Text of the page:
2. This is another problem that is quite common. Severe cases will need veterinary treatment, but mild cases are usually treatable by the owner. Main Symptoms In mild cases the owner will only see softer droppings than usual, often found squashed flat around the cage. More severe cases will manifest themselves as very runny droppings, resembling cowpats, or smelly, liquid watery droppings. Enteritic conditions may be characterised by the presence of mucous. Possible Causes Many causes. In mild cases, often too many treats are to blame. Lack of fibre in the diet (possibly dental-related). Unsuitable or poor diet. Poor husbandry/sanitation. Possible gastro-intestinal infection. Protozoal infection. Full veterinary tests may be needed. In mild cases where there is only soft droppings present, squished flat onto shelves, and the chin is well in itself - then you will only probably need to do the following: Reduced or no pellets for 24 hours No treats Increased hay (but only if it is top-quality hay - as poor quality hay may make the problem worse - or even have caused it) VERY burnt toast (a thumb-sized piece once a day) Probiotics in the drinking water If the condition persists for longer than 48 hours then I give some Paediatric Kaolin (or Kaogel) (@ 0.5ml - once or twice a day) In cases where the chin is showing signs of abdominal pain, and/or the droppings are liquid, smelly, mucoussy or even blood-stained - then urgent veterinary treatment is needed - don't delay! Ensure good sanitation at all times - and always disinfect the cage and shelves after an outbreak of gastric disturbance, whatever the cause.
  3. Constipation in my opinion should be regarded as a condition that does require prompt treatment. Main Symptoms are: Small, dry, scant droppings. Thin, curved droppings. Few droppings or no droppings at all. Lethargy. Lack of appetite. Abdominal pain. Possible Causes Dental problems that mean the chin is not eating enough fibre. Unsuitable diet lacking in fibre. Illness. Bloat. General treatment should begin immediately. But in acute cases veterinary advice is recommended (as always). For mild cases a little syrup of figs can be given. 1ml twice a day - and an improvement should be noticed by the next day. Probiotics (from vets/suppliers) in the drinking water is also useful. A little extra exercise may also help. Ensure that the chinchilla is drinking well and is fully hydrated. The latest thinking is to avoid giving anything too sweet (although syrup of figs is the exception) - as sugary treatment (such as pineapple juice) in some rare cases can cause bloat to develop in a constipated chinchilla. If you wish to get the same effect as pineapple juice - but without the sugars - then try giving bromelain powder (from health food shops) in the drinking water. Bromelain is a proteolytic enzyme (an enzyme that digests proteins) and this can especially be useful if the constipation is caused by post-partum gastric stasis. Strong laxatives should only be given if you are certain that the chinchilla is not suffering from a blockage or intersusseption. This WILL require a veterinary examination to be sure. If the chin is free from a blockage - you can also try medicinal liquid paraffin. 1ml twice a day is usually effective - and once again an improvement should be noticed by the next day. Do not give liquid paraffin for more than 2 days - as the gut can become immune to its effects. Do not give castor oil - as this is harmful to a chinchillas digestive tract. If no improvement occurs after 48 hours - or the chinchilla is showing signs of abdominal pain - then seek urgent veterinary advice.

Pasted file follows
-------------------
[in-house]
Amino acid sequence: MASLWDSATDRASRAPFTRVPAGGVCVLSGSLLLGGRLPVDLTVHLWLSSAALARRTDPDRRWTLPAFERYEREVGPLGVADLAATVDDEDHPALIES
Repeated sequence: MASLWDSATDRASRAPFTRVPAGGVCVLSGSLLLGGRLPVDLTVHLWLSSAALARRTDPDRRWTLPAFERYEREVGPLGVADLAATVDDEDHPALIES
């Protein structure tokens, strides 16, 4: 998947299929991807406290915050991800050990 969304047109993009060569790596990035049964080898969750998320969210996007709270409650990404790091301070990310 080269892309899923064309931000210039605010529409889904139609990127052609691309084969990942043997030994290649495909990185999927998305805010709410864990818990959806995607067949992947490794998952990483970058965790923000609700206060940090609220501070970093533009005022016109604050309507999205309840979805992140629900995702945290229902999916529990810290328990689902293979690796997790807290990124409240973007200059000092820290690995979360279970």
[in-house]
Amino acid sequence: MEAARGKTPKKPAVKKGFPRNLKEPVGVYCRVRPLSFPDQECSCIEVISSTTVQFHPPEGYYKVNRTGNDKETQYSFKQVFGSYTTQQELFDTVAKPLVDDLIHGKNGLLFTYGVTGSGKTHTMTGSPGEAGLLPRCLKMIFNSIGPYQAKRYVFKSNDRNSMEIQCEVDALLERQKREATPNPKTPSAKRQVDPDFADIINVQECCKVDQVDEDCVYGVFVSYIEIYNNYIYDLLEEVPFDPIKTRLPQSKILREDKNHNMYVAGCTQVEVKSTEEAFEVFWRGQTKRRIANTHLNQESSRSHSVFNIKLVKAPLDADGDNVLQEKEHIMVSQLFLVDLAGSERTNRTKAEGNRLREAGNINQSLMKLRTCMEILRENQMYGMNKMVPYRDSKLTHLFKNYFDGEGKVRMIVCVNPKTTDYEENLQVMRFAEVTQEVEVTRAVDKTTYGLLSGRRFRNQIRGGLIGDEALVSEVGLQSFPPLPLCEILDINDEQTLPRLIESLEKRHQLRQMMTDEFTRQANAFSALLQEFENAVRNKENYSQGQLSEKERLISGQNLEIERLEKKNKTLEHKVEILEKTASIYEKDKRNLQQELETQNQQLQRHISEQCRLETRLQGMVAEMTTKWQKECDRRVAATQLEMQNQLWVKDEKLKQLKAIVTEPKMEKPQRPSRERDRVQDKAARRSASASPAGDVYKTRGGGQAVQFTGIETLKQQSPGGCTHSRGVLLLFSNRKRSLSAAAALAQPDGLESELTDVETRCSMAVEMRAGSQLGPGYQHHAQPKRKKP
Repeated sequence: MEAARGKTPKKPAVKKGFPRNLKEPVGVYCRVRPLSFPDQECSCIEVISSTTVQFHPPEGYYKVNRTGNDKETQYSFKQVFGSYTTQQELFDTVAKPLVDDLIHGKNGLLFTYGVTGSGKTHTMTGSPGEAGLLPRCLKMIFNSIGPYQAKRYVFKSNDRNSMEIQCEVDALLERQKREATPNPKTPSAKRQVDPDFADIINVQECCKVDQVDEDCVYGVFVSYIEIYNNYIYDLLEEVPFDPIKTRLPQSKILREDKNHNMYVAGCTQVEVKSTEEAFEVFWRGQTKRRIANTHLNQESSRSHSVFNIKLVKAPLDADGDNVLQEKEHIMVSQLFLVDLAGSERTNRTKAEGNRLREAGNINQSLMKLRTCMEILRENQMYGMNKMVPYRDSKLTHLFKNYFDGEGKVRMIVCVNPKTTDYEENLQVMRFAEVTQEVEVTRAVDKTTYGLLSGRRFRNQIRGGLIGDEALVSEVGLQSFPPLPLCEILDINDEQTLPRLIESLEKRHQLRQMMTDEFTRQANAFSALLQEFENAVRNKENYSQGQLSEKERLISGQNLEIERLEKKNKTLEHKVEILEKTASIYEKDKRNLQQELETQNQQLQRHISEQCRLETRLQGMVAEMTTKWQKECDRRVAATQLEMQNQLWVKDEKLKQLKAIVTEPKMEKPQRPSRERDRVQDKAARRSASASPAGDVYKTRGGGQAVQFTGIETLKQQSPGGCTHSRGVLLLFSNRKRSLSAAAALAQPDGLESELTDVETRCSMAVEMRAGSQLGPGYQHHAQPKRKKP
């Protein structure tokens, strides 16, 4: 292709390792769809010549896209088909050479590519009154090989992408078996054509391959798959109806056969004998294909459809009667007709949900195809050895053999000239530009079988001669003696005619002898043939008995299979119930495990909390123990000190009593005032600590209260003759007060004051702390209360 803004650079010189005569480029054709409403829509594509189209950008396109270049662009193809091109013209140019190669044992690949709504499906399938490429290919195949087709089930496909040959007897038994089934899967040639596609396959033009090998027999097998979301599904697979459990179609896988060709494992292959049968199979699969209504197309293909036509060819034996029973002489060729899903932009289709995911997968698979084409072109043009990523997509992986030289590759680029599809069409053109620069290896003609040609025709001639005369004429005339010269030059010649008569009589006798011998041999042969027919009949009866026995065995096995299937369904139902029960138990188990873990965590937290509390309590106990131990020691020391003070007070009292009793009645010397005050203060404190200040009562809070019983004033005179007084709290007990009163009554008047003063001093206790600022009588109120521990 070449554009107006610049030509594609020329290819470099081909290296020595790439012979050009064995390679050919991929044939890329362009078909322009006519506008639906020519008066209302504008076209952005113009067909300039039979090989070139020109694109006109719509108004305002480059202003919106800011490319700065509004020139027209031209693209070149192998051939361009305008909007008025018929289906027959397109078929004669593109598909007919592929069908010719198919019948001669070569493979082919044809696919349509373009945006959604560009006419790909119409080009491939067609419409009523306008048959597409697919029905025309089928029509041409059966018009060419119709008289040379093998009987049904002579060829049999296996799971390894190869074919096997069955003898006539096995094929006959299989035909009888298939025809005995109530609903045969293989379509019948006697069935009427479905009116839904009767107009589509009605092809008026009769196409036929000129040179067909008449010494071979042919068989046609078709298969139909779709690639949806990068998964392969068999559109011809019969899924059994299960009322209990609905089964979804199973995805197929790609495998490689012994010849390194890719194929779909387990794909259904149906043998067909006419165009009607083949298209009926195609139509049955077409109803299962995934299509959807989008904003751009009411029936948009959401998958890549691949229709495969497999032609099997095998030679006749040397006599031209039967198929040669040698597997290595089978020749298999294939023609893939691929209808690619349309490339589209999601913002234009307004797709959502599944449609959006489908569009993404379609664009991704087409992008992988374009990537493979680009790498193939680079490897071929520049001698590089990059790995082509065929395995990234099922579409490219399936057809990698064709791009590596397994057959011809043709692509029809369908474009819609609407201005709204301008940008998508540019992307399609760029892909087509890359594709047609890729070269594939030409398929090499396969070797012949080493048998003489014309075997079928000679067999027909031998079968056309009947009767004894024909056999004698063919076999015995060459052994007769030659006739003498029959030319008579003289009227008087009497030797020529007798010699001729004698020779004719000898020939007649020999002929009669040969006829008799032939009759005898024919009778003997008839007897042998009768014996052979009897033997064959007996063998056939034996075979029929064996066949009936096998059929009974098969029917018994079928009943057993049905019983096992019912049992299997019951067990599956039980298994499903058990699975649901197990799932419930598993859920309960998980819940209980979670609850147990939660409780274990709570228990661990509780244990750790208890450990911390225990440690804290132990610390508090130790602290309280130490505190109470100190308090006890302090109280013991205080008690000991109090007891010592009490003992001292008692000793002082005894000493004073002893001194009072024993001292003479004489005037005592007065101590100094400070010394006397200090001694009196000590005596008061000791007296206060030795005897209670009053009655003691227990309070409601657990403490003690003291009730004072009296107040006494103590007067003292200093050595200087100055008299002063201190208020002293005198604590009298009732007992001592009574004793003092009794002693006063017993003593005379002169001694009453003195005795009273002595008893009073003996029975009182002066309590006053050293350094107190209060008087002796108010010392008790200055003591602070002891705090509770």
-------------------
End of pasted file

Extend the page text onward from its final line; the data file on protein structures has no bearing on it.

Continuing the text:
4. You will find some fairly detailed information on breeding chinchillas on this link: http://www.azure-chinchillas.co.uk/pages/b...chinchillas.php